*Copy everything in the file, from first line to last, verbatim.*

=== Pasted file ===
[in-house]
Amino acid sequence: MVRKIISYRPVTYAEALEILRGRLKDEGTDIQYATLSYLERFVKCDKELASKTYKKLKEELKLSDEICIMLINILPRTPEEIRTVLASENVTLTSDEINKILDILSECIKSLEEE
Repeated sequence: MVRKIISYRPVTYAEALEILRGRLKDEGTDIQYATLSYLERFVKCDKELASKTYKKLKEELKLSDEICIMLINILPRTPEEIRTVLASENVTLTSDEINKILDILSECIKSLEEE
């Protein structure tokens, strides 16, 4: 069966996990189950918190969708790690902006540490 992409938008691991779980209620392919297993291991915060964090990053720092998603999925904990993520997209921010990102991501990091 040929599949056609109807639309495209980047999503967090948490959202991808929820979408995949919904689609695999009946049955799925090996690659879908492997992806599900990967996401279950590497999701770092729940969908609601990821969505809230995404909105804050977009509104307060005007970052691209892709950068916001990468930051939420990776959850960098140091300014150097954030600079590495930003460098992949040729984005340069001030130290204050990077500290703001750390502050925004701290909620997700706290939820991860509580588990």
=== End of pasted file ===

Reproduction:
[in-house]
Amino acid sequence: MVRKIISYRPVTYAEALEILRGRLKDEGTDIQYATLSYLERFVKCDKELASKTYKKLKEELKLSDEICIMLINILPRTPEEIRTVLASENVTLTSDEINKILDILSECIKSLEEE
Repeated sequence: MVRKIISYRPVTYAEALEILRGRLKDEGTDIQYATLSYLERFVKCDKELASKTYKKLKEELKLSDEICIMLINILPRTPEEIRTVLASENVTLTSDEINKILDILSECIKSLEEE
């Protein structure tokens, strides 16, 4: 069966996990189950918190969708790690902006540490 992409938008691991779980209620392919297993291991915060964090990053720092998603999925904990993520997209921010990102991501990091 040929599949056609109807639309495209980047999503967090948490959202991808929820979408995949919904689609695999009946049955799925090996690659879908492997992806599900990967996401279950590497999701770092729940969908609601990821969505809230995404909105804050977009509104307060005007970052691209892709950068916001990468930051939420990776959850960098140091300014150097954030600079590495930003460098992949040729984005340069001030130290204050990077500290703001750390502050925004701290909620997700706290939820991860509580588990």